Meme credit: Matthew Gallagher. Used with permission

Meme credit: Matthew Gallagher. Used with permission

So what can we do as a community to support mothers who are socially isolated? Friends may need to step into the role that family once did, and provide advice on parenting and settling their baby. Rather than coming around and visiting the baby, do something helpful for the new mother (who likely has only just changed out of her pyjama pants and brushed her hair for your benefit). Bring some meals she can freeze or eat later. Do the dishes. Hang a load of washing out. Fold washing. Before coming over, ask the new parents if they need any milk or bread, that you can pick up on the way.

Set mum up when she is breastfeeding, so that she has everything within arm’s reach: a snack, water, something to read.  Partners can have the baby ready for a feed by changing bub up and bringing the baby over (this is especially good at night).  If mum needs to pump, her partner can make sure the pump pieces are washed and ready to go.  Support breastfeeding, by engaging an International Board Certified Lactation Consultant (IBCLC) if things are not going to plan with your partner.

You don’t have to help someone you know: help a mother get her groceries out of the trolley while she has her baby strapped to her (it gets hard bending into the trolley to get the last items out and I always appreciated the offers from my local Woolies checkout supervisors). Invite that mum on the table at the coffee shop to join your mothers group. Get a new mother in the shops talking about her gorgeous baby and make her feel positive during what could be the only grown-up interaction she has until her partner gets home!

My thanks:

Thank you to our families for the help over the last few years.   I might have seen ungrateful for your help at times, but it was probably just my stubborn proud streak that made me ashamed for not “having it together” enough in my eyes.  

Thank you to my husband, especially for those instances when I need some “me time” and you took a frazzled baby or toddler off on a walk so I could rest or gather my wits. Thank you for understanding that my level of cleanliness has changed considerably and not griping about it!

Thank you to Sunny who stopped by when she herself had 4 month old and brought quiches to keep us going in our early weeks post first baby.

Thank you Kirby for coming over with a slice that was so amazing, it got us through “3:30-itis” for the rest of the week, when we were exhausted with a new baby. I still remember it nearly four years later :)

Thank you Bec for bringing your baking, fresh fruit and helping hands over to visit with both my babies. Even if I declined your offer to do housework, because I was just happy to have your company! 

Thank you Claire, for giving me your phone number the day we met at the local chemist for a baby weigh.  It felt weird for me to ask for a number (kind of like asking for a date!) but we have found some great friendships in the local mothers group that came out of random meetings.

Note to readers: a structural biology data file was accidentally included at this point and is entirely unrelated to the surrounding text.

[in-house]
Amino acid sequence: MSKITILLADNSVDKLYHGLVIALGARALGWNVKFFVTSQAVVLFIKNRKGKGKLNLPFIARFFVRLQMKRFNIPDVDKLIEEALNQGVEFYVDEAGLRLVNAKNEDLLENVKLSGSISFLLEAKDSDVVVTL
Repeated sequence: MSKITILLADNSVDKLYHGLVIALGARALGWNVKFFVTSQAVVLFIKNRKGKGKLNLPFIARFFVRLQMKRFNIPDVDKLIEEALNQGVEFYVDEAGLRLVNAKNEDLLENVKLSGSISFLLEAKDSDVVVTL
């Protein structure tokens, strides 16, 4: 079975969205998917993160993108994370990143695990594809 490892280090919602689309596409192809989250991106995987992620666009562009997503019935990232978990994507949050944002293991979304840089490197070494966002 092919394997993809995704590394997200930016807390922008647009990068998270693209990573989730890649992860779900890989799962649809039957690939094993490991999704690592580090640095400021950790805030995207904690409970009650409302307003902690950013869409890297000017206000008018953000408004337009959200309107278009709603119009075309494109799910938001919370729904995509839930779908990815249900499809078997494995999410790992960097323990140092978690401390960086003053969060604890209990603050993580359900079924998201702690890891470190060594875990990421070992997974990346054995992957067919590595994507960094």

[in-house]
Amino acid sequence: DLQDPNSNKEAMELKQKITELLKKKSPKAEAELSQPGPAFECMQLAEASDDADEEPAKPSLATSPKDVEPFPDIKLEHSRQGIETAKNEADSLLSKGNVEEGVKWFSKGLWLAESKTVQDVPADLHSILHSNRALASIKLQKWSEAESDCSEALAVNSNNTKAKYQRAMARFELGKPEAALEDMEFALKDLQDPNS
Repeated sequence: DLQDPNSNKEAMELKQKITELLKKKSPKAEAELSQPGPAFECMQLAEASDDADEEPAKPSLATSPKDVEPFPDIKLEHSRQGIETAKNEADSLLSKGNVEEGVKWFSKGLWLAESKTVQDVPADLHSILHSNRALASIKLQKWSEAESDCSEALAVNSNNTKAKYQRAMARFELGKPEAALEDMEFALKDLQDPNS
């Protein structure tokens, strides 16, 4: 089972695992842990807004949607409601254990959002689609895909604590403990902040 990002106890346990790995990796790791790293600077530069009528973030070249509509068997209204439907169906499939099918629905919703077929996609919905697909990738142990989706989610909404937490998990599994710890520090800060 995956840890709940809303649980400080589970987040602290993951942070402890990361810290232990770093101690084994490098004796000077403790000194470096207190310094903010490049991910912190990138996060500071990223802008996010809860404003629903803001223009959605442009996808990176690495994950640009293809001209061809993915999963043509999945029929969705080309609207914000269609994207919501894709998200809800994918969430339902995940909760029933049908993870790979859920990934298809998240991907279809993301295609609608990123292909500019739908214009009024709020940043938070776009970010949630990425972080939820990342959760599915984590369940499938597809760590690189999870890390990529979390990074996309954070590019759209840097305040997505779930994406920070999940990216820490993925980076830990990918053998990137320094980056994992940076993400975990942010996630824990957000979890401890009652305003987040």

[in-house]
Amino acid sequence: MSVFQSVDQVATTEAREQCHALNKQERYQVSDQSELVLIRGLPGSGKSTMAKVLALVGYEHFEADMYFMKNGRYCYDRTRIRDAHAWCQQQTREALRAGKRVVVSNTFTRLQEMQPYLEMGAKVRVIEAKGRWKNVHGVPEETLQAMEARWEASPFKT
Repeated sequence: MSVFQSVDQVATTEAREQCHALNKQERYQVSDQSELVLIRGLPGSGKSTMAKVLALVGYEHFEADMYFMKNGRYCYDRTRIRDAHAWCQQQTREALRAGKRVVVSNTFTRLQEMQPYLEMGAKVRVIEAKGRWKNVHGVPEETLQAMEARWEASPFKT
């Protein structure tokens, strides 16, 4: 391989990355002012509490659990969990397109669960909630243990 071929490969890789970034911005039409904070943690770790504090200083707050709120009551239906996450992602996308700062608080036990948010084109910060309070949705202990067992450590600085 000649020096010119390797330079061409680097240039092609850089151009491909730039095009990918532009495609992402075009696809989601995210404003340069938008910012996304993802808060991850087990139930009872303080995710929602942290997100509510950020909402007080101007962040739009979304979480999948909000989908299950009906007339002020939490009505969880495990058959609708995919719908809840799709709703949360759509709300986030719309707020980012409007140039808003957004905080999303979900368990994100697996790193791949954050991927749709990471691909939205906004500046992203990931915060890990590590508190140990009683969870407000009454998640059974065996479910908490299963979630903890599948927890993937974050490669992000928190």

Oh, and I’m no longer a new mother.  But if anyone wants to fold the three or four loads of washing on the sofa as I type this, I will gladly accept your help! I’ve been walking past it for two days and I think it’s not planning on going anywhere soon….

Washing monster!


Where else can you meet other parents to create your support network?

  • Queensland ‘s Child Health Service has a program which runs for one month for new mothers.  After the program is completed, mothers can swap contact details and arrange to meet up in the community as a group.  This is often booked out quickly as it is very popular, so contact your local office.  For those in other states, contact your local child health service.
  • Playgroup Australia has listings of open playgroups that allow new mums to join, search your local area.
  • The Australian Breastfeeding Association runs local groups and is another way to meet parents
  • Some churches may have groups, such as MOPS (Mothers of Preschoolers)
  • You may have even struck up a friendship with other parents at antenatal classes or on the postnatal ward. Swap details and keep in contact!

If you are finding transitioning to parenthood and breastfeeding difficult, speak to your partner, family, close friend or health care professional. Having an IBCLC such as Aspire Lactation as part of your team, will help you find the road to confidence and breastfeeding success.  For your comfort, you don’t even need to get out of pyjamas when I come to your home for a consult. I won’t judge, and I will support you.

A health care professional can help identify the signs of postnatal depression and arrange support and follow-up for you. For more information visit Beyond Blue. 


1. Porter, B. (1990) ‘Abandoned’ Parents – A Challenge for Health Professionals, Clinical Pediatrics, 29: 610-613

2. Kikusui, T., Winslow, J.T. & Mori, Y. (2006) Social buffering: relief from stress and anxiety, Phil. Trans. R. Soc. B 361, 2215–2228

3. Groer, M., Davis, M., & Hemphill, J. (2002) Postpartum Stress: Current Concepts and the Possible Protective Role of Breastfeeding, JOGNN, 31, 411–417